OmniGroup on Wednesday released OmniOutliner 5, which it is calling the biggest update to the outlining app ever. Available in both a $10 Essentials edition (replacing Standard) and an improved Pro version, the changes to the former are said to focus on simplicity for the newcomer, while the latter brings extra features for the power user.
Beyond the new access protection, the update enhances Ulysses' document management features, like groups and filters. Filters can now be used to narrow down the library content based on negative criteria. In other words, users can search for texts that don't contain a specific word, phrase or keyword.
AutoSleep’s combination of convenience, accuracy, and analytics set itself apart from competitors. With minimal effort, you can get meaningful data on your sleeping habits after an initial well done on-boarding.
The gist with Sprinkles, clearly aimed at a teen audience, is to offer a variety of traditional photo decorating tools like stickers, emoji and captions, but leverages Microsoft’s machine learning and A.I. capabilities to do things like detect faces, determine the photo subject’s age and emotion, figure out your celebrity look-a-like, suggest captions, and more.
While the passion part of grit is important, it’s only healthy when you are managing the passion, rather than letting it manage you. Passion that becomes an obsession to the point of obscuring other important life activities is not going to help you thrive. You can persevere—working like a dog at a project or task, and possibly even deriving a sense of accomplishment from it—but if all that effort and determination is not in service of your life’s goals, then it’s just not serving you.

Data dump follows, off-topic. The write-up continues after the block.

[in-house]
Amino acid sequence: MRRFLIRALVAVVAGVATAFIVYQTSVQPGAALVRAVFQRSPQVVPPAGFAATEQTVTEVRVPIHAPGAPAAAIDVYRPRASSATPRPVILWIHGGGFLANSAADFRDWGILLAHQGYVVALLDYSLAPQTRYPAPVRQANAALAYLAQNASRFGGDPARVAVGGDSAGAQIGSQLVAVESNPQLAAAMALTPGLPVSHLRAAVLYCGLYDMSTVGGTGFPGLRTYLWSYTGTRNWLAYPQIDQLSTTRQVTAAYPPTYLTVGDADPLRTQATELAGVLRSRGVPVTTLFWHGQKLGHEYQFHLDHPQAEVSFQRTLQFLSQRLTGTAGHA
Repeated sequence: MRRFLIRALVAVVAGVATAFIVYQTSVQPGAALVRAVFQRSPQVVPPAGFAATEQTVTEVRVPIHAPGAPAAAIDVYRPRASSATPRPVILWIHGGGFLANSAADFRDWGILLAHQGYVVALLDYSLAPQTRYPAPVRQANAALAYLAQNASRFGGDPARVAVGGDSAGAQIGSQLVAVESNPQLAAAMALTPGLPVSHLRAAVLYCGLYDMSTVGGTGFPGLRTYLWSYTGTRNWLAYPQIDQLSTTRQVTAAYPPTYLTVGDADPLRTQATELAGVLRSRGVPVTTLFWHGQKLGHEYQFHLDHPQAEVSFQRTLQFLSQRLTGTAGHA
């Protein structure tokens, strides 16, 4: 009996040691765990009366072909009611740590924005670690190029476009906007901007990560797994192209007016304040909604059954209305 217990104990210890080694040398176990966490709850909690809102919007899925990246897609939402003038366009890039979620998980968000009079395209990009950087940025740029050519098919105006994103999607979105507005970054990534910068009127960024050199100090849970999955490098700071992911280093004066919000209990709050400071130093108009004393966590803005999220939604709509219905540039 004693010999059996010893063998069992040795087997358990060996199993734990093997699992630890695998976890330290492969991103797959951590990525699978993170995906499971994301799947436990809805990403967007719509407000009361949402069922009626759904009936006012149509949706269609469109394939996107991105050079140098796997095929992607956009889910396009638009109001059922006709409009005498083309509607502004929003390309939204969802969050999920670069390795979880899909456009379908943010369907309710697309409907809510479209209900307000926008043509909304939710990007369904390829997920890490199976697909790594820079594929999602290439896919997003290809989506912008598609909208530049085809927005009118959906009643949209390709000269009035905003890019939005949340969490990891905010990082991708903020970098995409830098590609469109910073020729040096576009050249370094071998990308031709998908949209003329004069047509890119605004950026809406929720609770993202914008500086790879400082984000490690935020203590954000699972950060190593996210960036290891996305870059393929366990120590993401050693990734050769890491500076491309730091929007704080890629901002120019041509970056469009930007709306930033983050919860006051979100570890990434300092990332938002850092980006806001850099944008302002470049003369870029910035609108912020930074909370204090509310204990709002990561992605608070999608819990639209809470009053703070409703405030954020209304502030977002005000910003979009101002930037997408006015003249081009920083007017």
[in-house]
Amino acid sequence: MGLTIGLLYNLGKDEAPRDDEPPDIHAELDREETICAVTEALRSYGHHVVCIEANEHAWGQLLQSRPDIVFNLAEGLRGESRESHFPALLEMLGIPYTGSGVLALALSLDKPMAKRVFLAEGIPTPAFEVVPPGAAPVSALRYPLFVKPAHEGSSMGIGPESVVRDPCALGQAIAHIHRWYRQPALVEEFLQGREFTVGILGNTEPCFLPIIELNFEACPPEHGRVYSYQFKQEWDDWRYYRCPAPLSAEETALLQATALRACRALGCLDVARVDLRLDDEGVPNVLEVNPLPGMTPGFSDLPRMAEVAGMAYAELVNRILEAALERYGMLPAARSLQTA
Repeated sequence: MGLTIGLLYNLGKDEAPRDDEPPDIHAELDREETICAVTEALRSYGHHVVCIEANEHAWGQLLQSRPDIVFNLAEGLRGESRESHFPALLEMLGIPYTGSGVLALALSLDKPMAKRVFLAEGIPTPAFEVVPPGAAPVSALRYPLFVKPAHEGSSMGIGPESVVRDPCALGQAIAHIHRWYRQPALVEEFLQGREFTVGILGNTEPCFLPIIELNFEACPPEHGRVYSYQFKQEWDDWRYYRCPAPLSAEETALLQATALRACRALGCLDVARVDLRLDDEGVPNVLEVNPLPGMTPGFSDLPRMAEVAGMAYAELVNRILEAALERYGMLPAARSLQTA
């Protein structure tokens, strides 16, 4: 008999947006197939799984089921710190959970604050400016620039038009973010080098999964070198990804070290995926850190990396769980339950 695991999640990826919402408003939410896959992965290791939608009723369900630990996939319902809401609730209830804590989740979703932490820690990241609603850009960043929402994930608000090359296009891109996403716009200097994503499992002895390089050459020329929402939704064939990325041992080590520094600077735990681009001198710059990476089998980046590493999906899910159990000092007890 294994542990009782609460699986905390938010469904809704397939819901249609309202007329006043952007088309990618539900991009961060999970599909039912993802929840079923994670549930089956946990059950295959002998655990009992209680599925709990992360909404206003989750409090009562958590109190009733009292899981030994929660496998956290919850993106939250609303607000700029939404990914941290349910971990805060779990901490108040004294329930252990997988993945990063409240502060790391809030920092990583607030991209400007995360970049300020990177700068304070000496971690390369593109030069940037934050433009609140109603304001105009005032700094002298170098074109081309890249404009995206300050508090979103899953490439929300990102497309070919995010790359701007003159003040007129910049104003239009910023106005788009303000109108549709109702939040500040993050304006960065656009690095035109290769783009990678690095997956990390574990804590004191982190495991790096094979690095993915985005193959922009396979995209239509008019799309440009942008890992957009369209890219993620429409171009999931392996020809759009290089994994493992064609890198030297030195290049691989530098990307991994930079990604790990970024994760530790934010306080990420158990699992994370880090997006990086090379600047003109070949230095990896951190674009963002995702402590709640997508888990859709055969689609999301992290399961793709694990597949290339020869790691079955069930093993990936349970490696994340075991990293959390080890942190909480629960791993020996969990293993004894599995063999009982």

Where the iPad lets me down is when working offline. The iPad I’m using has cellular comms which means it works really well for everything as long as I have access to WiFi or 3G/4G/LTE.
But it’s a real pain in the butt when I’m working offline.
I understand this isn’t an issue with iOS or the iPad but getting developers to change their apps isn’t easy.
Brian Thompson’s new podcast starts straightforwardly enough. “Welcome to Whatever Happened to Pizza at McDonald’s?,” he intones at the beginning of the first episode, “a podcast where I ask the question, ‘Whatever happened to the pizza at McDonald’s?’” After introducing himself, he cuts (or slices) directly to the chase: “Let’s call McDonald’s and see whatever happened to their pizza.”
Thirty-four unlikely episodes later, Thompson has chased his titular question through complicated corporate dial-up menus, across gulfs of conflicting information, and finally all the way to Pomeroy, Ohio, one of only two locations in the United States that still has a pizza oven fired up. (The other is in West Virginia.) He has spoken to McDonald’s representatives in various states and on three continents, and he doesn’t plan on stopping anytime soon. “The actual investigation is now kind of a real thing, and is branching out in all kinds of interesting ways,” he says.
Now that Apple done back-to-back discontinuation of both the design of the first-generation Mac Pro (cheese grater) and the second-generation Mac Pro (trash can), should anybody buy into Apple's design of the third-generation Mac Pro? Or, if one still buy into the macOS ecosystem, perhaps one should consider that even for professional Macintosh machines, one need to replace the entire the machine every few years, instead of upgrading the internals every few years?
It certainly seems to me that every time when I am very hungry while commuting back home after work, someone will inevitably bring KFC fried chicken onto the bus that I'm in...
Thanks for reading.